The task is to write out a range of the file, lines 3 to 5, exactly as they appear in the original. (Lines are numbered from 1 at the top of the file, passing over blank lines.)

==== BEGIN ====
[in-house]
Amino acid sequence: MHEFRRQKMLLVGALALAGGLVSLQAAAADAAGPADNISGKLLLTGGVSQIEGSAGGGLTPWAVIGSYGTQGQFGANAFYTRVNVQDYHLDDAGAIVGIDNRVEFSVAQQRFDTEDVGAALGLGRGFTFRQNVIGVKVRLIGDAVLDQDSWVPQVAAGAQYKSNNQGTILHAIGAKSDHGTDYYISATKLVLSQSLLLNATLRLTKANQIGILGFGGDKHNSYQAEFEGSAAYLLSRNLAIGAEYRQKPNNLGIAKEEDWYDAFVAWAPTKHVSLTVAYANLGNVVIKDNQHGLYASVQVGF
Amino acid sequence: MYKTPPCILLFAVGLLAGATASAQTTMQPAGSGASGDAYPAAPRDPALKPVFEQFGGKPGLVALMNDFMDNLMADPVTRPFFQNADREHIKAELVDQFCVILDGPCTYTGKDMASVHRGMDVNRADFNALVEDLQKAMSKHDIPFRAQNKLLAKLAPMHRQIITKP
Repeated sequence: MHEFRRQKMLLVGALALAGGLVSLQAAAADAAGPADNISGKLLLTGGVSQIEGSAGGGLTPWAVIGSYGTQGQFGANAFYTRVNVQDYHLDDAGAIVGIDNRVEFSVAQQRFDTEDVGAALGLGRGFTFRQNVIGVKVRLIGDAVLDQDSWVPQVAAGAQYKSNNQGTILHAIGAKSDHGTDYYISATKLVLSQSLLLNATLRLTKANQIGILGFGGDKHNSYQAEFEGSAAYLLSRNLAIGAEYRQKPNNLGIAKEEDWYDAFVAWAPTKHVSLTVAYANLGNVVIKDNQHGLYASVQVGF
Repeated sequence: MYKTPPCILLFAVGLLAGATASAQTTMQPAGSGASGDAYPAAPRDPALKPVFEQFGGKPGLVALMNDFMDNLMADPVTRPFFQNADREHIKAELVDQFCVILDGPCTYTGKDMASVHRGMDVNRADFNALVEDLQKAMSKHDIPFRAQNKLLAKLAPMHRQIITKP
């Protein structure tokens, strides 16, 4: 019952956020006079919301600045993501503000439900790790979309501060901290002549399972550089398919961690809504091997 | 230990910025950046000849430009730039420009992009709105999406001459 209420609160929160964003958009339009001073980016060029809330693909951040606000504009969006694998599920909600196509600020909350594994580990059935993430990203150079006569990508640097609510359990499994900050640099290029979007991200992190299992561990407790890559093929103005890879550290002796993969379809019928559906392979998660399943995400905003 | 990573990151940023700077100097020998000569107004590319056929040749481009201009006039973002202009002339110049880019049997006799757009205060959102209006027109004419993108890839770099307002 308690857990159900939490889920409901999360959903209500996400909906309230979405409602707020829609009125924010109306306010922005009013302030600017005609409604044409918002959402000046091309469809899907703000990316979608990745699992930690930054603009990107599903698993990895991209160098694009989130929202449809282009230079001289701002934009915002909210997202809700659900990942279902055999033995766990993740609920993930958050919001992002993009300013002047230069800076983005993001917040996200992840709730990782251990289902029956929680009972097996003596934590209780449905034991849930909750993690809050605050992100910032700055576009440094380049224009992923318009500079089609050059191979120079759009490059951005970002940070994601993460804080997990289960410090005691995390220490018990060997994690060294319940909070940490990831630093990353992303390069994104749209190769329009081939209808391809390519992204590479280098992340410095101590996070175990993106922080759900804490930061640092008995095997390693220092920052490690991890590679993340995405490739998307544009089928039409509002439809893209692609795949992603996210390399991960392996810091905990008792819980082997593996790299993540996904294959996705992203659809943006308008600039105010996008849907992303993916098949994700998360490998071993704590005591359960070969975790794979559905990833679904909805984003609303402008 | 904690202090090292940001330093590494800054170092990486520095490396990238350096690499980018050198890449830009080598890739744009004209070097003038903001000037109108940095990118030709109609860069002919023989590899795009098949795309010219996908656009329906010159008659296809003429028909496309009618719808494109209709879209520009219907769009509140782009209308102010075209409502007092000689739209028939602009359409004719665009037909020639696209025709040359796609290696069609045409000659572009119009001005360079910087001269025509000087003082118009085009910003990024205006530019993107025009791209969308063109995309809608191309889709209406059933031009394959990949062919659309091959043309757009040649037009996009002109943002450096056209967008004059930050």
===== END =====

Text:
Amino acid sequence: MYKTPPCILLFAVGLLAGATASAQTTMQPAGSGASGDAYPAAPRDPALKPVFEQFGGKPGLVALMNDFMDNLMADPVTRPFFQNADREHIKAELVDQFCVILDGPCTYTGKDMASVHRGMDVNRADFNALVEDLQKAMSKHDIPFRAQNKLLAKLAPMHRQIITKP
Repeated sequence: MHEFRRQKMLLVGALALAGGLVSLQAAAADAAGPADNISGKLLLTGGVSQIEGSAGGGLTPWAVIGSYGTQGQFGANAFYTRVNVQDYHLDDAGAIVGIDNRVEFSVAQQRFDTEDVGAALGLGRGFTFRQNVIGVKVRLIGDAVLDQDSWVPQVAAGAQYKSNNQGTILHAIGAKSDHGTDYYISATKLVLSQSLLLNATLRLTKANQIGILGFGGDKHNSYQAEFEGSAAYLLSRNLAIGAEYRQKPNNLGIAKEEDWYDAFVAWAPTKHVSLTVAYANLGNVVIKDNQHGLYASVQVGF
Repeated sequence: MYKTPPCILLFAVGLLAGATASAQTTMQPAGSGASGDAYPAAPRDPALKPVFEQFGGKPGLVALMNDFMDNLMADPVTRPFFQNADREHIKAELVDQFCVILDGPCTYTGKDMASVHRGMDVNRADFNALVEDLQKAMSKHDIPFRAQNKLLAKLAPMHRQIITKP